This area of Oak Creek attracts millions of tourists each year who come to play in the water and enjoy the beauty of the red rock canyon. Unfortunately, the activity of large numbers of people in the creek can damage the creek bottom and cause blooms of the intestinal bacteria E. coli. Nowak and her teammates have even seen people catch the snakes and try to bring them home to their gardens, perhaps thinking they would be beneficial or decorative. Unfortunately, narrow-headed garter snakes cannot survive away from the creek, so taking one away condemns it to death. Anglers fishing the creek have confessed to Nowak that they have killed narrow-headed garter snakes thinking they were venomous water snakes. The narrow head gives the snake a slight viper-ish look. Some people simply hate snakes and react by killing them.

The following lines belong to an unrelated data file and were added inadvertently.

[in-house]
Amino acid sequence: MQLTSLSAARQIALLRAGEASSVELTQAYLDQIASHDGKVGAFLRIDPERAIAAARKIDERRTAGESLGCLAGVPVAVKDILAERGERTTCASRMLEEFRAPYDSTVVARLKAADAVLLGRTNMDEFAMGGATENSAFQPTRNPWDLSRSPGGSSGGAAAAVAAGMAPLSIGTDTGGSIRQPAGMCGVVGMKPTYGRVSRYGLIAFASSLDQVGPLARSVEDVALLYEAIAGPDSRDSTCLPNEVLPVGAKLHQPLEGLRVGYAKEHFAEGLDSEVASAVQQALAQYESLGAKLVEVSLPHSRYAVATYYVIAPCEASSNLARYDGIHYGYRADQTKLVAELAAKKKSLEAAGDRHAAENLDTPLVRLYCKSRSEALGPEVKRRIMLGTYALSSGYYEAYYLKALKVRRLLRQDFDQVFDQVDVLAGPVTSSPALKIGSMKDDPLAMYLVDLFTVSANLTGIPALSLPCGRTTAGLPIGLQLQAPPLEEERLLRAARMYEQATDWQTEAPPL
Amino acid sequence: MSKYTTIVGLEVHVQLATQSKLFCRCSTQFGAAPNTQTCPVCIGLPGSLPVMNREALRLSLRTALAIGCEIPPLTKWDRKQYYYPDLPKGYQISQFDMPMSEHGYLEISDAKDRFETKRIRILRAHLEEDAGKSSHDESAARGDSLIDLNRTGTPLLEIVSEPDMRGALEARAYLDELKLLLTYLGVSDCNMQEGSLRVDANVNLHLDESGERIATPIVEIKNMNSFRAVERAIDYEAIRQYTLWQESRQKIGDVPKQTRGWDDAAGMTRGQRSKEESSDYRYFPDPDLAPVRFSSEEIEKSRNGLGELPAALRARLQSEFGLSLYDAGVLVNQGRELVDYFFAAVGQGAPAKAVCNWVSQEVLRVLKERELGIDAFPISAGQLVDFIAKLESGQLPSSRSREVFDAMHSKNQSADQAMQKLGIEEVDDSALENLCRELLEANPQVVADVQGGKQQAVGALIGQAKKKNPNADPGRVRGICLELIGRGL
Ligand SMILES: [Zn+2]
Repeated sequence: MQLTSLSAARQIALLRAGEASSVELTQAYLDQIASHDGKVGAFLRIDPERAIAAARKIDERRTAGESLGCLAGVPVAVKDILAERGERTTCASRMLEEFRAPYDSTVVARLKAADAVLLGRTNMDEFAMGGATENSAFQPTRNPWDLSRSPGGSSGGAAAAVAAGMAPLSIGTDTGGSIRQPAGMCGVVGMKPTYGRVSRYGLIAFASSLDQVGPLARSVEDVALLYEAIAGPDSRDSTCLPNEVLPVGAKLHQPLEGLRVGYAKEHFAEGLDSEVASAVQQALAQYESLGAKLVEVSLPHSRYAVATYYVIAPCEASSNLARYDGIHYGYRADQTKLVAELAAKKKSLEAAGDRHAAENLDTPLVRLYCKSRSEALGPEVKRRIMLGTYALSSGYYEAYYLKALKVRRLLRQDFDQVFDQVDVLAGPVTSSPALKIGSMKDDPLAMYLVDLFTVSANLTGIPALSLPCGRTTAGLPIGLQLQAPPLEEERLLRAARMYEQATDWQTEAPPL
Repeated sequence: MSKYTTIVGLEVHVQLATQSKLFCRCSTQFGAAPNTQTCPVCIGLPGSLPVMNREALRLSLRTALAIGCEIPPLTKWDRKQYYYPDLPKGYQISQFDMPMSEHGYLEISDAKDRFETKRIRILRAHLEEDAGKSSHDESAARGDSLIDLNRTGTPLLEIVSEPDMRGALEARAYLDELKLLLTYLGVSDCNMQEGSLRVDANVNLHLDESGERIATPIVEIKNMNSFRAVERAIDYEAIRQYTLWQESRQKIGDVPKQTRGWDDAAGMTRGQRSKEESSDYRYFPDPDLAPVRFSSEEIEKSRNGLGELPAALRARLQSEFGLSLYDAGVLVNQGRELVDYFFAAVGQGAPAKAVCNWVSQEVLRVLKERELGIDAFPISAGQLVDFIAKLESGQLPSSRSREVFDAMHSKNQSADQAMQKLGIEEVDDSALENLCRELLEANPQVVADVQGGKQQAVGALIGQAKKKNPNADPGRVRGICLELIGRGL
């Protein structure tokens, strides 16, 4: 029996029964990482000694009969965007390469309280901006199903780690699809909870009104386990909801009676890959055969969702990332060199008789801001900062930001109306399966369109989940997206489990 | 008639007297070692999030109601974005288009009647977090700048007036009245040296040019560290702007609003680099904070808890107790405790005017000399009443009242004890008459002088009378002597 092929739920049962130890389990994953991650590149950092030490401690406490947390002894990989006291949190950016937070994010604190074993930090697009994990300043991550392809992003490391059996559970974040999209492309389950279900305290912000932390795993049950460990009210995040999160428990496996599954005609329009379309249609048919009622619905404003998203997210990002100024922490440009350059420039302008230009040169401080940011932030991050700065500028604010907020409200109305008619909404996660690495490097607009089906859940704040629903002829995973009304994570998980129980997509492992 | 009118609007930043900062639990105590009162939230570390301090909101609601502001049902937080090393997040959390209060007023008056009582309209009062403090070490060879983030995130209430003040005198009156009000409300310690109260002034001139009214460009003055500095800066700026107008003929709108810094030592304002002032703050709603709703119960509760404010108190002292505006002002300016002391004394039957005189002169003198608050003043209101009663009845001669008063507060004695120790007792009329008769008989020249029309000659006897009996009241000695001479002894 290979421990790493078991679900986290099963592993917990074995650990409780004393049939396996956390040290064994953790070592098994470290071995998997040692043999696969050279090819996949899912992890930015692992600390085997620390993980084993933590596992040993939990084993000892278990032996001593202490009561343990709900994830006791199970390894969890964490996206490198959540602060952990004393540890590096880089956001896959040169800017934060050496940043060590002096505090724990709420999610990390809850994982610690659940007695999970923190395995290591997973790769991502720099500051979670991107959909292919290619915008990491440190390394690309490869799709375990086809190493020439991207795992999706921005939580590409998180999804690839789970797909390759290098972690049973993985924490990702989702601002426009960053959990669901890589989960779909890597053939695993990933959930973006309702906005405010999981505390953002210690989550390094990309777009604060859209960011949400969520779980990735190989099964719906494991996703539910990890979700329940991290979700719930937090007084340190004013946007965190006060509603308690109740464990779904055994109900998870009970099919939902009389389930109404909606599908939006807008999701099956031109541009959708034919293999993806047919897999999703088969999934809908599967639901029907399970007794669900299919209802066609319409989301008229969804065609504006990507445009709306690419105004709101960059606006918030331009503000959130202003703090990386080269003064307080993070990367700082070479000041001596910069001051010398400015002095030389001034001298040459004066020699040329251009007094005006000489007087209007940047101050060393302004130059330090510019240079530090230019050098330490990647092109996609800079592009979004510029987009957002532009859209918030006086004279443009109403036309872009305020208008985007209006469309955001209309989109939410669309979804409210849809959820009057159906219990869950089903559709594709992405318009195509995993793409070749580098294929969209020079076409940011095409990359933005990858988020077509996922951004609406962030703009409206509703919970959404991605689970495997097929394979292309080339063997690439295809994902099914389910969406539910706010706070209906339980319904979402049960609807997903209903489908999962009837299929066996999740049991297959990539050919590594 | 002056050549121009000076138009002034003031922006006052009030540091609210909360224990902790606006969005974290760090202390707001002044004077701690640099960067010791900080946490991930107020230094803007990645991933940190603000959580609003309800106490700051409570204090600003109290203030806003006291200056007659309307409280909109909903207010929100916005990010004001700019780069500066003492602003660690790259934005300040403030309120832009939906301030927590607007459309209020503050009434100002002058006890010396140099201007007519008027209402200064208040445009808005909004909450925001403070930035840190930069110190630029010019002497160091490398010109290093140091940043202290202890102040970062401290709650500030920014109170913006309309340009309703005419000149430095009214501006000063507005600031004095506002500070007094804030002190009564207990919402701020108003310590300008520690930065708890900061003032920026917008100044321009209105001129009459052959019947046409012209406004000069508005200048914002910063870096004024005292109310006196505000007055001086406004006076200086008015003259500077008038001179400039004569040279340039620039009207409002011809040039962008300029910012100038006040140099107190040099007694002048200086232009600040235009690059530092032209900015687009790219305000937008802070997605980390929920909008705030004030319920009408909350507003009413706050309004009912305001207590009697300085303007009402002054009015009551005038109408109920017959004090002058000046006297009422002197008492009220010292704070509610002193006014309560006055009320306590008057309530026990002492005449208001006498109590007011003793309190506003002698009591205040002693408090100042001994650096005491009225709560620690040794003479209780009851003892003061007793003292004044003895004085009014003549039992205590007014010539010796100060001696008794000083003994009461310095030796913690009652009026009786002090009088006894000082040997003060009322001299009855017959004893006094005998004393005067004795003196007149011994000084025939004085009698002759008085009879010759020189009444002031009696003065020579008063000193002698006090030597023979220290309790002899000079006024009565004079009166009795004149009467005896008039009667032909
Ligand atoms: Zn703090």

I admit that I am not a person who loves to handle snakes, or communes with them at eye level the way I like to do with my dog. Snakes seem alien to me; they have a strange cold look in their eyes. But they are, as are all living things, a triumph of millions of years of evolution, dazzling in their variety and beauty, and there are so many mysteries yet to be learned about them. They are part of an intricate web of life, so complex that scientists are only just beginning to understand some of the interwoven connections among animals, plants, and their environment. I hope the narrow-headed garter snake lives on to hunt beneath the laughing waters of Oak Creek for millennia to come, and that it will eventually repopulate the other chilly mountain streams to which it is so perfectly adapted.